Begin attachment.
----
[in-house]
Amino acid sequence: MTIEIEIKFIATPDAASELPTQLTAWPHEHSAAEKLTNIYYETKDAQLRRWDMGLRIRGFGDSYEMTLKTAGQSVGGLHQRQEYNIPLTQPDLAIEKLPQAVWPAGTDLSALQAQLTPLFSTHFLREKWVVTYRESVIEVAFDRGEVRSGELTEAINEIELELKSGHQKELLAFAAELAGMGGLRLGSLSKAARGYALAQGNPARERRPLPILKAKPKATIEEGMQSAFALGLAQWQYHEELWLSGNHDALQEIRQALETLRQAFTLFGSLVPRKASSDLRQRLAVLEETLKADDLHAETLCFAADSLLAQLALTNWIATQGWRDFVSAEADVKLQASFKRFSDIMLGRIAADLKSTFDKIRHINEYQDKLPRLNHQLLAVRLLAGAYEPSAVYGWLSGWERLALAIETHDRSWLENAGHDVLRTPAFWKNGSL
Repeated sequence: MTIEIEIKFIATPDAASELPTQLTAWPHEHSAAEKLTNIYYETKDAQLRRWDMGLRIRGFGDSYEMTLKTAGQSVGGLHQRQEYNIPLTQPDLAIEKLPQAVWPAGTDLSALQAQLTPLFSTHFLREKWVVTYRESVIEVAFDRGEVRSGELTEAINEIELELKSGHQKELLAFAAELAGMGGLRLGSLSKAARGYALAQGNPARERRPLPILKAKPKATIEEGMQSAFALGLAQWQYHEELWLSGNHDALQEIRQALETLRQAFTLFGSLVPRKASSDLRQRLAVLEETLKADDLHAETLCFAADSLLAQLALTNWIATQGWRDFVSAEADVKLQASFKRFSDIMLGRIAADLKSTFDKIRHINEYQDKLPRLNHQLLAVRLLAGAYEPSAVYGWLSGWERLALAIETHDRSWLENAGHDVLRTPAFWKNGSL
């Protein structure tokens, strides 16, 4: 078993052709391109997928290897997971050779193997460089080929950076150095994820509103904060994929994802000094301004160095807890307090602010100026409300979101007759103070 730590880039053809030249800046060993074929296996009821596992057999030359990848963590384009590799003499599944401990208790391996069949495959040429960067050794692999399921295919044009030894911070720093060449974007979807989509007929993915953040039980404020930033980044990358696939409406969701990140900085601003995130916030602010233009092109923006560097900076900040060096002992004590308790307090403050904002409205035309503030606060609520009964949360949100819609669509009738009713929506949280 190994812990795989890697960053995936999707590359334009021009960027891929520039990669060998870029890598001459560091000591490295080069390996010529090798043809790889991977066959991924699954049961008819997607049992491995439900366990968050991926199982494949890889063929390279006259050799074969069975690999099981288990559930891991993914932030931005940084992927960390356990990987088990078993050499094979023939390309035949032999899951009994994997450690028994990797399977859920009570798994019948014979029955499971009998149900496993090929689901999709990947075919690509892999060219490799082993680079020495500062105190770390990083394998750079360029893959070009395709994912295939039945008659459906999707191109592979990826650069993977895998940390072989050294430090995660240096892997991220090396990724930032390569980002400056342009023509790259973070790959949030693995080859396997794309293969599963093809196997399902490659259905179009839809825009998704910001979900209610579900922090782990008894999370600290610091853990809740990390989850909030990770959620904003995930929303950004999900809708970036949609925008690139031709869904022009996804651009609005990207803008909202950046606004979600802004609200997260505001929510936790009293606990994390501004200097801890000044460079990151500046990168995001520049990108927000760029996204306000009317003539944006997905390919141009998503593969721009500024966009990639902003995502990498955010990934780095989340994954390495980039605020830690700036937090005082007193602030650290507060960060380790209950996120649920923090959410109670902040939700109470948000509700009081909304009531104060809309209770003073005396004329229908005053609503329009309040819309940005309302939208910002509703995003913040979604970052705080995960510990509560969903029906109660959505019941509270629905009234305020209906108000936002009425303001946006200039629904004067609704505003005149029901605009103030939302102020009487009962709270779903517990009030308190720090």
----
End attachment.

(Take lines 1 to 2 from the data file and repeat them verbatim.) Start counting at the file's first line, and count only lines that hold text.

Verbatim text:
[in-house]
Amino acid sequence: MTIEIEIKFIATPDAASELPTQLTAWPHEHSAAEKLTNIYYETKDAQLRRWDMGLRIRGFGDSYEMTLKTAGQSVGGLHQRQEYNIPLTQPDLAIEKLPQAVWPAGTDLSALQAQLTPLFSTHFLREKWVVTYRESVIEVAFDRGEVRSGELTEAINEIELELKSGHQKELLAFAAELAGMGGLRLGSLSKAARGYALAQGNPARERRPLPILKAKPKATIEEGMQSAFALGLAQWQYHEELWLSGNHDALQEIRQALETLRQAFTLFGSLVPRKASSDLRQRLAVLEETLKADDLHAETLCFAADSLLAQLALTNWIATQGWRDFVSAEADVKLQASFKRFSDIMLGRIAADLKSTFDKIRHINEYQDKLPRLNHQLLAVRLLAGAYEPSAVYGWLSGWERLALAIETHDRSWLENAGHDVLRTPAFWKNGSL